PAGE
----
No. 2 — TOTO – 35TH ANNIVERSARY TOUR: LIVE IN POLAND (POP/ROCK): Toto’s impressive resiliency is underscored here not just in the way the band reanimates its most familiar tunes but also in the way they focus on lesser-known songs that complete a larger narrative. And it’s there, as Toto takes listeners off the beaten path of their discography that this concert film finds a larger resonance. They’re sharing new things about their music — and about themselves. It all adds up to something far more memorable that another concert retelling of the hits, huge though they may be. Live in Poland fills the blanks in between, giving new shading and depth to everything that came before. There may not be a better argument for reevaluation ever made when it comes to the oft-dismissed Toto.

No. 1 — BOB DYLAN AND THE BAND – THE BASEMENT TAPES COMPLETE (ROOTS/ROCK): This Best of 2014 set sometimes feels like a woodshedding moment for both Bob Dylan and the Band, as we hear half-finished thoughts, throw-away originals, weird cover songs — things that justifiably didn’t make the cut on the Robbie Robertson-curated 1975 single-disc edition. As such, those who don’t consider themselves completists might be tempted to pass on Basement Tapes Complete, or simply settle for that long-ago original release. In many ways, though, the charm (and the relevancy) of this larger compendium can be found in their winding, open-ended quest. There were no rules, no dogma. Song by thrilling song, we’re hearing — we’re viscerally experiencing — the birth of Bob Dylan’s next persona, and the establishing of an entire aesthetic world around the Band. It’s as close as we’ll ever get to a critical moment of shared inspiration, and that proximity sheds new light on all of the whimsy, brotherhood, epiphany and myth-making that, even today, give The Basement Tapes its endless cachet.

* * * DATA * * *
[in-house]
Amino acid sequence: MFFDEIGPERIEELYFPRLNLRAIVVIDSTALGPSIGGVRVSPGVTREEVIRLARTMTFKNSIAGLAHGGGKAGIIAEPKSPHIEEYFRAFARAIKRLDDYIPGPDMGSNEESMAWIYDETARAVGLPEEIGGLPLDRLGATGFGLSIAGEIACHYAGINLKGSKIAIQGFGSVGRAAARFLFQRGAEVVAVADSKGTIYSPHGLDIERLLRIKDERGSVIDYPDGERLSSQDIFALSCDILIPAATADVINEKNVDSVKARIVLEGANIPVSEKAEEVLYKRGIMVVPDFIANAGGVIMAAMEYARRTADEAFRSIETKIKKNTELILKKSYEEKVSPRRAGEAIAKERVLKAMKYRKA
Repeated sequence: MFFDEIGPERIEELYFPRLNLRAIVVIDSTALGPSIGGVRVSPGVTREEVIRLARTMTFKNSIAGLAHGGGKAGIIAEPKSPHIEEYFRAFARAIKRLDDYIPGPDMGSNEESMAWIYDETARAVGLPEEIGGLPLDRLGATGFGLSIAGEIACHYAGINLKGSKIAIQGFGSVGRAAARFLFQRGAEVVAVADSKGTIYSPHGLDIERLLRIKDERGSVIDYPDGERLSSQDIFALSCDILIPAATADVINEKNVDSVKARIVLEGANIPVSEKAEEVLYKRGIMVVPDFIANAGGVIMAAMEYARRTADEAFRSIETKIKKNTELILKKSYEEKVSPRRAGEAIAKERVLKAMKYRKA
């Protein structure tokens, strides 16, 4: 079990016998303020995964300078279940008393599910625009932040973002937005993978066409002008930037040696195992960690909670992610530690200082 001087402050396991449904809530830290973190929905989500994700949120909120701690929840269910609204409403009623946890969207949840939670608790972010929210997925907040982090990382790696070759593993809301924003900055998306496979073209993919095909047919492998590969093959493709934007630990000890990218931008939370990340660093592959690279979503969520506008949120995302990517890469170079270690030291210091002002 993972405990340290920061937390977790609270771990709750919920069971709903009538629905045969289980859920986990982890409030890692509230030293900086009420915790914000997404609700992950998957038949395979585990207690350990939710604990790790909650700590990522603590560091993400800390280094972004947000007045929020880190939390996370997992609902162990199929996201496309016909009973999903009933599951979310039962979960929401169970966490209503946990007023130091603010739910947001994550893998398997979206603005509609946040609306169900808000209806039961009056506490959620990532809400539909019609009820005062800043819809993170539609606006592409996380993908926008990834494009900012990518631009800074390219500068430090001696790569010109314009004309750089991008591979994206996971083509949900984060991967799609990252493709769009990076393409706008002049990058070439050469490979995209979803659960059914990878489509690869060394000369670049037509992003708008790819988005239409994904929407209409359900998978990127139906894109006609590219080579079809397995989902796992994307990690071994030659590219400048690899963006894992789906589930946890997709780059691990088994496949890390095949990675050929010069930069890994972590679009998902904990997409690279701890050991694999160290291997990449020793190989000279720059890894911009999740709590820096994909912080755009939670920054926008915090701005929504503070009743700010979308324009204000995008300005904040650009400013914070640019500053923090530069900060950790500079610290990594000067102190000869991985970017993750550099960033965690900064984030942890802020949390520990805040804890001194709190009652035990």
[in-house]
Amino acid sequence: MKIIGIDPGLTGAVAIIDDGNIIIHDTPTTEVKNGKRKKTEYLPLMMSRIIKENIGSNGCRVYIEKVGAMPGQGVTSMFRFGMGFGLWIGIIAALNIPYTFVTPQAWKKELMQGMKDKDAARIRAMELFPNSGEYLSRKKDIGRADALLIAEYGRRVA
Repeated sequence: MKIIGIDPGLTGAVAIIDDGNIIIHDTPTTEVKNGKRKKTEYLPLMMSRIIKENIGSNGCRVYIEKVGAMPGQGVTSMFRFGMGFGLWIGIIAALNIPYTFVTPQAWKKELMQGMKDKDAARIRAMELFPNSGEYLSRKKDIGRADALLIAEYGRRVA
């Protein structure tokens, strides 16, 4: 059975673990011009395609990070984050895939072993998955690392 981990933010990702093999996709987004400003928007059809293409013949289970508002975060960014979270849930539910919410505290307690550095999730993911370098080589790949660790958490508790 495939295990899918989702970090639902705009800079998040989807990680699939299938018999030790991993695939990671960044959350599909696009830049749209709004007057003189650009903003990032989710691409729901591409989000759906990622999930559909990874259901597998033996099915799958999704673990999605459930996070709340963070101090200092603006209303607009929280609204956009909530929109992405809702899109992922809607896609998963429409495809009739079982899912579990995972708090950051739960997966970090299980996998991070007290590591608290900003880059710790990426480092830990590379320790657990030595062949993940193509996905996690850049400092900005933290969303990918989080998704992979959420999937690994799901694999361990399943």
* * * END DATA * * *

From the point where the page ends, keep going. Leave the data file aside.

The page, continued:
Nick DeRiso

Nick DeRiso

Nick DeRiso has written for USA Today, American Songwriter, All About Jazz, and a host of others. Honored as columnist of the year five times by the Associated Press, Louisiana Press Association and Louisiana Sports Writers Association, he oversaw a daily section named Top 10 in the U.S. by the AP before co-founding Something Else! Nick is now associate editor of Ultimate Classic Rock.
Nick DeRiso